COVID-19 Coronovirus Fears Lead To Increase In Poison Reports

People are terrified that COVID-19 coronavirus is lurking on every surface they touch. As a result, they’re pouring gallons of hand sanitizer on themselves and using often toxic cleaning and sanitizing products on every surface around them. The result? Poison reports are spiking.

Poison control and 911 call centers have seen a greater than 20% spike in reports of poisoning by household cleaners and disinfectants in the first three months of 2020. Mothers and fathers are being overwhelmed by the toxic fumes of surface cleaners. Children are swallowing things like hand sanitizer. Many of them are winding up in the emergency room, likely the last place they want to be when trying to avoid COVID-19 coronavirus.

Our national obsession with cleaning away the Chinese coronavirus may be killing us in other ways. According to a new Centers for Disease Control report, data from poison centers backs this idea up.

“Exposures to cleaners and disinfectants reported to NPDS [the National Poison Data System] increased substantially in early March 2020,” noted a team led by Dr. Arthur Chang, a researcher at the U.S. Centers for Disease Control and Prevention.

While it’s true that cleaning products are toxic to bacteria, viruses and other pathogens, most are also toxic to humans. This is especially true with chronic overuse or when they are improperly mixed or mixed together.

“While cleaning your home and your hands is important in reducing your risk for COVID-19, it’s also important that you take the proper precautions to reduce a toxic exposure, which can lead to an ER visit,” said emergency physician Dr. Robert Glatter, of Lenox Hill Hospital in New York City.

Bleach creates the highest number of poison cases related to household cleaners. It accounted for the largest percentage of the increase in reports to the National Poison Data System (NPDS) from 2019 to 2020. Non-alcohol disinfectants and hand sanitizers also made the list.

According to Dr. Chang, in one instance an adult woman heard on the news to clean all recently purchased groceries before consuming them,” Chang’s group said. Going perhaps a little too far, “she filled a sink with a mixture of 10% bleach solution, vinegar and hot water, and soaked her produce.”

Fumes filled her kitchen, her lungs filled with fumes and her breathing became labored and her head became a cloudy mess. Luckily, she was able to call 911. She was treated with oxygen and bronchodilators in the ER and was able to return home with little more than a hard lesson in home chemistry.

“The combination of bleach with vinegar produces toxic chlorine gas,” Glatter noted. “Lack of proper ventilation can place you at risk for a toxic exposure, which could be deadly.”

According to Chang’s team, kids under 5 consistently represent the largest portion of the increased poison calls. Many are the result of children drinking hand sanitizer or getting caustic cleaners in their eyes.

In one case, a preschooler had drunk enough hand sanitizer to drive her blood alcohol level to 273 milligrams per deciliter. For reference, you’re considered drunk in most states if your blood alcohol reaches 80 mg/dL. Even if you’re not five years old. After a night in the pediatric ICU, she recovered, likely with a wicked hangover.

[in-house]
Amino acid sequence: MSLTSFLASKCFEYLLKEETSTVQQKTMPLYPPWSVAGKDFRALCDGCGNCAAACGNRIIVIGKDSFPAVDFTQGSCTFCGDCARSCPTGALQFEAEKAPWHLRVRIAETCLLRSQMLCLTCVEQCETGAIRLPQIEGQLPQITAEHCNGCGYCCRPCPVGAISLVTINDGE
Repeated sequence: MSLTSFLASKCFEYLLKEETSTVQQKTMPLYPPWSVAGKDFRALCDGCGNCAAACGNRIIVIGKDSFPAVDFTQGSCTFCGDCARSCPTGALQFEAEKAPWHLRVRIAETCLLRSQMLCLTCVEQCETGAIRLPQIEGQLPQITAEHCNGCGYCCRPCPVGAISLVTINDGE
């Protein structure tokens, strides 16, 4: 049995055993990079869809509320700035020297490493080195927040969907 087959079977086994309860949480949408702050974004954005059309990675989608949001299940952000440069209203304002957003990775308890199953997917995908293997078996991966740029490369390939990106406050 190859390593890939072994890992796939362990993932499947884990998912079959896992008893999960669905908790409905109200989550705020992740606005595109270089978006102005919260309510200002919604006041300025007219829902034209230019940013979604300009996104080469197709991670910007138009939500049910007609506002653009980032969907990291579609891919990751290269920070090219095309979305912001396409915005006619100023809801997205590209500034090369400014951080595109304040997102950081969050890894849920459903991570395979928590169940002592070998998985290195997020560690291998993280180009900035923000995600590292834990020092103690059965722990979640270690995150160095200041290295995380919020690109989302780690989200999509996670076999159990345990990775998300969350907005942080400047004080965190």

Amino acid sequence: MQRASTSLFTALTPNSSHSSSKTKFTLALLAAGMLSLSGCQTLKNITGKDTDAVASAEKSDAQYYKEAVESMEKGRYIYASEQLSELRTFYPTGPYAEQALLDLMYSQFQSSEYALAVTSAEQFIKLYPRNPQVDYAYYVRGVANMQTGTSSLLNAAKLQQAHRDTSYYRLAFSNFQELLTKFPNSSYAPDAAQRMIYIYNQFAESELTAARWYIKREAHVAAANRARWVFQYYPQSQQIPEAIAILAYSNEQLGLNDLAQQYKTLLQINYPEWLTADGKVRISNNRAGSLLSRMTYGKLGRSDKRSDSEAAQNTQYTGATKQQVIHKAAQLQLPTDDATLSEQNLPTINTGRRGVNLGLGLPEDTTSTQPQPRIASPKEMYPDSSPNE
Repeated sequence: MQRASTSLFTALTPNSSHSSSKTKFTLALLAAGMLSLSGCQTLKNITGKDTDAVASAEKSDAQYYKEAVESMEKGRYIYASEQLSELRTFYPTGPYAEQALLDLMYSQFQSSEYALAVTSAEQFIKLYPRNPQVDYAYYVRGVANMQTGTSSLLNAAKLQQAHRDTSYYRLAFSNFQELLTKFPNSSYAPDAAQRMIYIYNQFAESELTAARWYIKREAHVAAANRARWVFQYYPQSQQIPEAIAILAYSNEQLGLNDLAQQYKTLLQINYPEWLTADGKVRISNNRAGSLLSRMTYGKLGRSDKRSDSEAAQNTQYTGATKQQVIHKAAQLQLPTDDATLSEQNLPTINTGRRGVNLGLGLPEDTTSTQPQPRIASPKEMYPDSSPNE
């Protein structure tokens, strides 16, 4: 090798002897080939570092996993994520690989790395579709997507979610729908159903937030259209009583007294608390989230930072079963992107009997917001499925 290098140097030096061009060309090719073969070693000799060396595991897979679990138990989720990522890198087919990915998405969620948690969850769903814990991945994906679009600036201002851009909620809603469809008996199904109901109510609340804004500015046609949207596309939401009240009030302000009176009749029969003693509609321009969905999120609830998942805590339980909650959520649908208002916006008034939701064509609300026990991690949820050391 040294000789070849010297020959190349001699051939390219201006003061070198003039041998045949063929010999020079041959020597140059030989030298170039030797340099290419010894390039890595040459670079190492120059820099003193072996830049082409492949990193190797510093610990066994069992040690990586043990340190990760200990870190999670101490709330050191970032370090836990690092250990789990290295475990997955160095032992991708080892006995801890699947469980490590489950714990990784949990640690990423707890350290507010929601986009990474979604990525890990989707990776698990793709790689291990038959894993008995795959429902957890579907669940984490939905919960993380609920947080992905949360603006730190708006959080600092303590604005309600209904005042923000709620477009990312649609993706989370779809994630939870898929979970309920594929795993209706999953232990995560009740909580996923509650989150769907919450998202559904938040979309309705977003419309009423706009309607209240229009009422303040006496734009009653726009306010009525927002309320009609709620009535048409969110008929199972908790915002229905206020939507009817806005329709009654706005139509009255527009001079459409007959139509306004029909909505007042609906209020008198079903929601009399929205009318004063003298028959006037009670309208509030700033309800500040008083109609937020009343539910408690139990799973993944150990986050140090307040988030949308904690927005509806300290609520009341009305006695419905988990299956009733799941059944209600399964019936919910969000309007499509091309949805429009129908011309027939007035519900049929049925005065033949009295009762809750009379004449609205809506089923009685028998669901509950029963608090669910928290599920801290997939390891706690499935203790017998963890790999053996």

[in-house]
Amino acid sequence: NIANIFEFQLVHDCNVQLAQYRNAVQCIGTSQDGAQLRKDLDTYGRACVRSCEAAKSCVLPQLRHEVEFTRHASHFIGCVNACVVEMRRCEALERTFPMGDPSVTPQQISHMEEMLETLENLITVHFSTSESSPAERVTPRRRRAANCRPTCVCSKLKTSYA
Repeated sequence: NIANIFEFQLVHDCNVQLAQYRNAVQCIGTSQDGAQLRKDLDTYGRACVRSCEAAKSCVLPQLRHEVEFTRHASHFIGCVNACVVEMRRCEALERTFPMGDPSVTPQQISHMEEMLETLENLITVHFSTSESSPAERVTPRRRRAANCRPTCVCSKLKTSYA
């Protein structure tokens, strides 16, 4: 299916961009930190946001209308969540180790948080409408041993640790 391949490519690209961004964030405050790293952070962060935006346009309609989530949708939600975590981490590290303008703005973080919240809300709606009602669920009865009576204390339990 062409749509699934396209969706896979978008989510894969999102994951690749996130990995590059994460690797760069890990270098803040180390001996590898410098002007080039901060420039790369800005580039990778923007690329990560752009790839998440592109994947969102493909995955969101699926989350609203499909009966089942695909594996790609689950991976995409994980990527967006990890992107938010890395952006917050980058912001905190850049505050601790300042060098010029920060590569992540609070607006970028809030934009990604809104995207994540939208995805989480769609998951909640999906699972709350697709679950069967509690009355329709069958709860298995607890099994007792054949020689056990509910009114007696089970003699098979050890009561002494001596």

Glatter was clear that this should never have happened.

“It’s imperative that parents understand the potential for alcohol poisoning associated with hand sanitizer, since it typically contains at least 60-70% alcohol,” he said. “Children are at highest risk since they may think it is harmless to consume. Parents should never leave bottles of hand sanitizer in the vicinity of young children.”

Glatter also warned that “burns to the hand may also result from DIY hand sanitizer made with excessive levels of alcohol. Wearing gloves is essential to prevent this from occurring.” In fact, he urged the use of face masks and gloves whenever cleaning products are used at home.

The CDC report was reviewed by Dr. Kenneth Spaeth, chief of occupational and environmental medicine at Northwell Health in Great Neck, N.Y. He backed up the idea that people need to be more careful around cleaners and disinfectants. He also wondered if militantly cleaning and re-cleaning every single thing in your home is the best defense against COVID-19.

Instead, “hand-washing and/or hand sanitizing is vitally important in reducing risk of exposure to COVID-19 and many other infectious agents,” Spaeth said. “Social distancing, use of a face covering when out in public, and hand hygiene are three most important strategies for reducing risk of exposure.”

Yes, keeping surfaces in your home and working environment is important and will help defend against COVID-19. But most cleaners, even most green cleaners, pose a risk for poisoning and other problems. If you’re looking for a company whose cleaning products literally pose zero poison risk, I can help you. Send me a message using the form below and I’ll get back to you with some info.

In the meantime, keep the faith and keep after it!

Journal Reference – Chang A, Schnall AH, Law R, et al. Cleaning and Disinfectant Chemical Exposures and Temporal Associations with COVID-19 — National Poison Data System, United States, January 1, 2020–March 31, 2020. MMWR Morb Mortal Wkly Rep. ePub: 20 April 2020. DOI: http://dx.doi.org/10.15585/mmwr.mm6916e1

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